Robert C. Randall, a glaucoma patient who formerly taught speech at Prince George's Community College, shook up drug enforcement officials in 1978 when he went to court to get permission to smoke marijuana to relieve the symptoms of his eye disease.

He won that battle, but now the nation's first legal "pot" smoker is having trouble convincing the British that marijuana has medicinal uses.

Randall, 39, was detained by British customs authorities in London last month shortly after he arrived at Heathrow Airport with 21 marijuana cigarettes. He declared the marijuana, calling it his medication; the British confiscated the cigarettes but did not arrest him.

"I feel the British government is restricting my ability to come to Britain by restricting my marijuana," said Randall, who is president of the Alliance for Cannabis Therapeutics and had been invited to London to address a drug policy seminar.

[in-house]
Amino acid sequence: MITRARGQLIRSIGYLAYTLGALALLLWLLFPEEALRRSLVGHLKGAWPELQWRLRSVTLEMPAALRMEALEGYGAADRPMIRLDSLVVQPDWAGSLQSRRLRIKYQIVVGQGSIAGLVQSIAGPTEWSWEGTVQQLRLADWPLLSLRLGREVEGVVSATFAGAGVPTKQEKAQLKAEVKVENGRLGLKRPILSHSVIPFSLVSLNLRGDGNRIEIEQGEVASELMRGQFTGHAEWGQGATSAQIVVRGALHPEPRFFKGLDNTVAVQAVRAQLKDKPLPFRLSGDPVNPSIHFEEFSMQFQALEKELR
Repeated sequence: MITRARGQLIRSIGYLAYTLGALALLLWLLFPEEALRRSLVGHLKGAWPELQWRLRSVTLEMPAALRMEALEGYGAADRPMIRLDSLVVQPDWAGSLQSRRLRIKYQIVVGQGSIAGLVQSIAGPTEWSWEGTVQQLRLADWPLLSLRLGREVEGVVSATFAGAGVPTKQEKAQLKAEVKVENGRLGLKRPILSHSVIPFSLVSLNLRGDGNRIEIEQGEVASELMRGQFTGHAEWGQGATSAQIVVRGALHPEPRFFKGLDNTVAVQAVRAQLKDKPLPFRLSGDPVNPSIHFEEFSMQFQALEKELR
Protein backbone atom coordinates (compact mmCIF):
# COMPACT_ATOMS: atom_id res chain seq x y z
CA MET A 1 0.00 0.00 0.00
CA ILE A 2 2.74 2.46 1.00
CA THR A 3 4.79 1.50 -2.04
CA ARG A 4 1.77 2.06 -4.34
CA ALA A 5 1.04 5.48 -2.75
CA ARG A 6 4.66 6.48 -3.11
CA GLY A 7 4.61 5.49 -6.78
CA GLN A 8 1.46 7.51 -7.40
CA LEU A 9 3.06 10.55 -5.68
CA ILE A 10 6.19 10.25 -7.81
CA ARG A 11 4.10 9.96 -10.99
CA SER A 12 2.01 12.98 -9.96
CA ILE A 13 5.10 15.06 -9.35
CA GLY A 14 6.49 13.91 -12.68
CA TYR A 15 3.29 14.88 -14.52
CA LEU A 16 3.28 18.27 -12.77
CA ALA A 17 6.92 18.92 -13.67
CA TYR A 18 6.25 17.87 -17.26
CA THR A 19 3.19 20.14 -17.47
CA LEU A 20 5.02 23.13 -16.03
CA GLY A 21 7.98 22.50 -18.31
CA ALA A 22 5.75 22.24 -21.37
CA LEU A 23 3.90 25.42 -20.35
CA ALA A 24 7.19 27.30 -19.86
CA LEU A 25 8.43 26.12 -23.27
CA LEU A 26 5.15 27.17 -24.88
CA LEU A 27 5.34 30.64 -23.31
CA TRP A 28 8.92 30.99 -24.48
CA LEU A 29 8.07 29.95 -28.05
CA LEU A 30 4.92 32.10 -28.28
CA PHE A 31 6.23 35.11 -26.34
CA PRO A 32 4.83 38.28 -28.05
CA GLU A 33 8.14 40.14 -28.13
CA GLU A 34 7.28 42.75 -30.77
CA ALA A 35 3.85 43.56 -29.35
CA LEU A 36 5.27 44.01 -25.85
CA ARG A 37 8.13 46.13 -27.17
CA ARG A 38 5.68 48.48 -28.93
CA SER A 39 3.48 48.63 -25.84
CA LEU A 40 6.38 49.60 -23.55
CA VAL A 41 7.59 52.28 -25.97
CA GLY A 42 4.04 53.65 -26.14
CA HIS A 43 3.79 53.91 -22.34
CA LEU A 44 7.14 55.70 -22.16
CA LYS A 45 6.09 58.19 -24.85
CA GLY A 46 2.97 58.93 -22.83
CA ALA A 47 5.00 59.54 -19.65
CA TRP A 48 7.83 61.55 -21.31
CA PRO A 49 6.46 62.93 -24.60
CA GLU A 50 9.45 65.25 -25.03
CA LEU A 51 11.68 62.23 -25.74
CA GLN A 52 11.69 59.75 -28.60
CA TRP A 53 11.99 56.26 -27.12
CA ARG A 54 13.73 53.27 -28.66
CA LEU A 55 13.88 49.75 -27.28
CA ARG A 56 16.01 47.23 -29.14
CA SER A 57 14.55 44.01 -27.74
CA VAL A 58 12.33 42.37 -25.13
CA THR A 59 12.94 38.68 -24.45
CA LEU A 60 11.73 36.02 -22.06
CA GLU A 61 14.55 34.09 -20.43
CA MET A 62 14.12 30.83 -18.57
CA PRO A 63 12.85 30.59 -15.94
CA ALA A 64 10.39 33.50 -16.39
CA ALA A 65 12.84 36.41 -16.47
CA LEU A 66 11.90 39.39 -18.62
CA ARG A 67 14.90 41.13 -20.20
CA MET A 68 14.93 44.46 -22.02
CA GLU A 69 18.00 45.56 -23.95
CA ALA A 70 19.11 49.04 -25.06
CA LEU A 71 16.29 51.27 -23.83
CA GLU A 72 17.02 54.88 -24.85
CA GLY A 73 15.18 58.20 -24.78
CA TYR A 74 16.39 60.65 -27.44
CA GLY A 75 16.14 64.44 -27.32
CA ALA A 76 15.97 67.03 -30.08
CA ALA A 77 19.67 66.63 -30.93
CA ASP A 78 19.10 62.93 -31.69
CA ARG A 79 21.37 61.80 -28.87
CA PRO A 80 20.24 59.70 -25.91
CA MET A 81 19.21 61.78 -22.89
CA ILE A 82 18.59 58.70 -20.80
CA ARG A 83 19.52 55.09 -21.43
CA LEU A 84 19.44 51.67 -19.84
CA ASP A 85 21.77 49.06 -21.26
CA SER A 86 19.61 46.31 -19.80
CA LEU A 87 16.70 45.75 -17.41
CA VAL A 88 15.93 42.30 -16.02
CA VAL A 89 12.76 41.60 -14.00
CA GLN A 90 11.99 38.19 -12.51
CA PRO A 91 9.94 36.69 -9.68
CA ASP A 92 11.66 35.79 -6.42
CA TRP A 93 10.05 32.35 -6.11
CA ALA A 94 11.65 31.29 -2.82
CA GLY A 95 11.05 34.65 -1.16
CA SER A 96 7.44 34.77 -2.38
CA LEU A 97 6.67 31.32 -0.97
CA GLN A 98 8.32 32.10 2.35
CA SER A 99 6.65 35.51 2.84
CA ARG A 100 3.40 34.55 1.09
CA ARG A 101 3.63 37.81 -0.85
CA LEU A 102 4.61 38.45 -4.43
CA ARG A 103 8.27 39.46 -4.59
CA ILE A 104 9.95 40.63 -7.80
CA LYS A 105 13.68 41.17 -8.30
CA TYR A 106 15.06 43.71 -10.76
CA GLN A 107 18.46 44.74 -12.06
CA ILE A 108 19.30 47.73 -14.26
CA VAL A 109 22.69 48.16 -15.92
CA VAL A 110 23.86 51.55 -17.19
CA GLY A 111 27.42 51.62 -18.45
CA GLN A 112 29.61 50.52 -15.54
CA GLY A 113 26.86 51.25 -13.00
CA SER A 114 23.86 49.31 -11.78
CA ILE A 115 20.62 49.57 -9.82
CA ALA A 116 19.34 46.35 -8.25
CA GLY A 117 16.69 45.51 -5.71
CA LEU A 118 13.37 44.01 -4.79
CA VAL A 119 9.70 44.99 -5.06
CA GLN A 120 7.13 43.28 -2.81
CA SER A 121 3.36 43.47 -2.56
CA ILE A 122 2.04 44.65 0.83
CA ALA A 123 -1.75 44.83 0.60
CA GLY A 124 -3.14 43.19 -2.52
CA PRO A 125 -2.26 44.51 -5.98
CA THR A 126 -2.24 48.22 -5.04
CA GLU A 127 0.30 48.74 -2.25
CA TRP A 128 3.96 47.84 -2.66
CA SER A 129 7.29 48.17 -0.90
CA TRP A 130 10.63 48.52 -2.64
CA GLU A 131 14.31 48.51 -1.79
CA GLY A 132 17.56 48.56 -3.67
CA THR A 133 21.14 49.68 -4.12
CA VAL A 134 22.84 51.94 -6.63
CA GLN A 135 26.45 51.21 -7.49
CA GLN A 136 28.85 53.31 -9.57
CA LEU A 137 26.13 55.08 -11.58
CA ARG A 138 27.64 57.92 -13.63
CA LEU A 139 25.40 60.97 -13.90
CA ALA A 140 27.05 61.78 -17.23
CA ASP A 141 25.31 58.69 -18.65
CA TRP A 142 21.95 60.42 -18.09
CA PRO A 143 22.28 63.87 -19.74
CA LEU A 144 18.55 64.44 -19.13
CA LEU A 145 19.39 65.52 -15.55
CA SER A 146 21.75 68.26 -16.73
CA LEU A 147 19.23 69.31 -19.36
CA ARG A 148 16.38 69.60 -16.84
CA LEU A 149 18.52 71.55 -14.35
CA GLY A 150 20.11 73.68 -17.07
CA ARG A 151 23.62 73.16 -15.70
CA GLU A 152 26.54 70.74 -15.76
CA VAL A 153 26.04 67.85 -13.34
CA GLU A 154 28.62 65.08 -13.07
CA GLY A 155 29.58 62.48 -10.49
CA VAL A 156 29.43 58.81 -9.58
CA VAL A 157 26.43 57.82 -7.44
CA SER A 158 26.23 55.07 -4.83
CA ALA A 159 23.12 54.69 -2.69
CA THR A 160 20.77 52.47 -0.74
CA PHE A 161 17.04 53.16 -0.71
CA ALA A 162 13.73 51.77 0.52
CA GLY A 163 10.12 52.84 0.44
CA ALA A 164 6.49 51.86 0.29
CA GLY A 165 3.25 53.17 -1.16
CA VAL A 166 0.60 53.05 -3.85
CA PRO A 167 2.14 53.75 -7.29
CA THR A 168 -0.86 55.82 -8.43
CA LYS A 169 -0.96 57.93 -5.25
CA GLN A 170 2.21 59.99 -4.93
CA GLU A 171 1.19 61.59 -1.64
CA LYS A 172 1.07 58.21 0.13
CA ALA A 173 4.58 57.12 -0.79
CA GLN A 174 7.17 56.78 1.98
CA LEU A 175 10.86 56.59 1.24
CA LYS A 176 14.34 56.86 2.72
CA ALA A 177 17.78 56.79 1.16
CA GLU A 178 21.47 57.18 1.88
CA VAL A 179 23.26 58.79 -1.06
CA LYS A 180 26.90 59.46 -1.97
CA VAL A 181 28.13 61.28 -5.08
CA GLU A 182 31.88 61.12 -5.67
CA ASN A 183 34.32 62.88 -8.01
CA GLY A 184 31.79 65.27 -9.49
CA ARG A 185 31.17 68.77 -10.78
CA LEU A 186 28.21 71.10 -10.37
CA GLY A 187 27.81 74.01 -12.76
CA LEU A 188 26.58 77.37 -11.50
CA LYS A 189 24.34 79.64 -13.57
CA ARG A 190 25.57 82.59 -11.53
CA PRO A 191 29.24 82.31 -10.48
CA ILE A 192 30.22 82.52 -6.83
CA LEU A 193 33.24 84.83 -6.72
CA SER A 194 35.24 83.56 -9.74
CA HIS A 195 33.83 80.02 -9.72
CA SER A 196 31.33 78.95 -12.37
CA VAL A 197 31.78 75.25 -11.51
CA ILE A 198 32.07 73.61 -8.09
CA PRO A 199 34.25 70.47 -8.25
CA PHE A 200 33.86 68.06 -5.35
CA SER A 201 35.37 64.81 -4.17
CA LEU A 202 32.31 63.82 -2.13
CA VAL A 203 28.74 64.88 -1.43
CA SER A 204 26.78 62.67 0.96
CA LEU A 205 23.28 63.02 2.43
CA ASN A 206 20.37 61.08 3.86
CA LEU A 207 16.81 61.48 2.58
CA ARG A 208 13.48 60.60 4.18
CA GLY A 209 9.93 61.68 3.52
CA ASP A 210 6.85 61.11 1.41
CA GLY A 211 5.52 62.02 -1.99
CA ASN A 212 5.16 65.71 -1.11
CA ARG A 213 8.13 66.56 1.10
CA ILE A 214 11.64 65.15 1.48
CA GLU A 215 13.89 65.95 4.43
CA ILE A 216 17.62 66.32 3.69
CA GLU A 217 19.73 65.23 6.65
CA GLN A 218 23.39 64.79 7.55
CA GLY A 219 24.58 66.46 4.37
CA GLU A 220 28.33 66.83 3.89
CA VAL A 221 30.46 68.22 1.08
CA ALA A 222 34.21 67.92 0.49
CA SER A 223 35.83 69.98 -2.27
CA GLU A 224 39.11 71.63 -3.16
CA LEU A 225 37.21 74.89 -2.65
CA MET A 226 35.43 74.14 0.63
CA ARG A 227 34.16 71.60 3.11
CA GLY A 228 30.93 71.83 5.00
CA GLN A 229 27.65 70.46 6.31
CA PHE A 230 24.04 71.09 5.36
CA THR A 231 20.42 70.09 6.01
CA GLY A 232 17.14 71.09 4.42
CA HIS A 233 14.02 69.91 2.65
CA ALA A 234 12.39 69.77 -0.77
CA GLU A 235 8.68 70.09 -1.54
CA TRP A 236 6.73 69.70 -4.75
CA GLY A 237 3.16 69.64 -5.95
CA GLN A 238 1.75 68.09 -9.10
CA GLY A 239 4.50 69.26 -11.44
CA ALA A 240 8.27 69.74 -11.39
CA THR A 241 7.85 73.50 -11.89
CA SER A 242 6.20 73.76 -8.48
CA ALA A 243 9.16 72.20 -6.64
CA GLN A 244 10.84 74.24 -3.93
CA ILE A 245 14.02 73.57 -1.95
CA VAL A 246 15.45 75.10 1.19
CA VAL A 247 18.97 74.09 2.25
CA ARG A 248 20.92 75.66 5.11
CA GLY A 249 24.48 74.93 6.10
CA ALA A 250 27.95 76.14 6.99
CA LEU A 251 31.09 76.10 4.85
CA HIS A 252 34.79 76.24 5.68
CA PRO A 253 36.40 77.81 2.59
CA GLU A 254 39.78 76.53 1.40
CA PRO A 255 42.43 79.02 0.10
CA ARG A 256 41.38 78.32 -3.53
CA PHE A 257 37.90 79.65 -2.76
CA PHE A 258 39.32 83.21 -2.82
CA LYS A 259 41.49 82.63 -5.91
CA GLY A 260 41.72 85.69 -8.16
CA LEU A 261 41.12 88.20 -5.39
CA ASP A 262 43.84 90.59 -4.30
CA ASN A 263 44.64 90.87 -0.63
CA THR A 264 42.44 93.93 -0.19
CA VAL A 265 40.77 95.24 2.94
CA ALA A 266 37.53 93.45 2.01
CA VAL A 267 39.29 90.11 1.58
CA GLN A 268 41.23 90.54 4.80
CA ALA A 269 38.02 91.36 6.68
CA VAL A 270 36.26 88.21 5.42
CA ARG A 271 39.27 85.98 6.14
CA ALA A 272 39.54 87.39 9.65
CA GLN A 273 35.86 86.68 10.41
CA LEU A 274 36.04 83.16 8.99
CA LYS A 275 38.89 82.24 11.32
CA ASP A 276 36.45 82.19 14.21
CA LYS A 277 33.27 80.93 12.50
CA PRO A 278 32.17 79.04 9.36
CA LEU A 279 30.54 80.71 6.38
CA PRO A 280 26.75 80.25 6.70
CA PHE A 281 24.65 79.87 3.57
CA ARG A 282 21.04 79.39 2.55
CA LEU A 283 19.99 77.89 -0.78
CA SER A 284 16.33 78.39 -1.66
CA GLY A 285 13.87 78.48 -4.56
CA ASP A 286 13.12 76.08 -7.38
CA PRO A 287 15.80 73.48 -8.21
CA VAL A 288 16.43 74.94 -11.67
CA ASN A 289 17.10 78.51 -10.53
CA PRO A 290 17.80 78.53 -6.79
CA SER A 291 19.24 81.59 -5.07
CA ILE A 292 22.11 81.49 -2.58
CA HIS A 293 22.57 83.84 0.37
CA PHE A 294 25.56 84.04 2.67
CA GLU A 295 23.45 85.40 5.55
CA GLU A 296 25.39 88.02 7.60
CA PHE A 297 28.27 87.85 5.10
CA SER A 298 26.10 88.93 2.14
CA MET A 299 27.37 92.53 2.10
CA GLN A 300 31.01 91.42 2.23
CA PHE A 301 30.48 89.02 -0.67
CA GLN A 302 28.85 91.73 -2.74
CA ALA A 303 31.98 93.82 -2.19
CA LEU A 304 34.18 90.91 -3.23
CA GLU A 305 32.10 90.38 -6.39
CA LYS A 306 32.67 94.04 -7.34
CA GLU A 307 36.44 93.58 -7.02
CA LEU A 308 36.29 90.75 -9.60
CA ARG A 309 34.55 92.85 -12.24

Randall, a District resident, said he notified British officials before his July 20 arrival and sought permission to import the marijuana and maintain his prescription for it. He said he planned to spend two weeks abroad -- visiting Scotland and his mother's birthplace in Wales -- but cut short his stay and returned to the United States July 24.

Randall smokes marijuana -- 10 cigarettes a day, seven days a week -- in a U.S. government-sanctioned effort to help stem the spread of his glaucoma and relieve pressure on the optic nerves of both eyes.

A former "light social user" of marijuana, Randall said he has built up a physiological tolerance for the drug and now gets no "high" from it.

A spokesman for the British Embassy here said that under British law marijuana has no recognized therapeutic or medicinal use. Randall said he may appeal Britain's handling of his case.

In the meantime, Randall said he is busy preparing for Drug Enforcement Administration hearings this fall on whether to reclassify marijuana formally to make it easier to use it medicinally. He said he expects his group to renew its push for national legislation allowing the drug to be used therapeutically.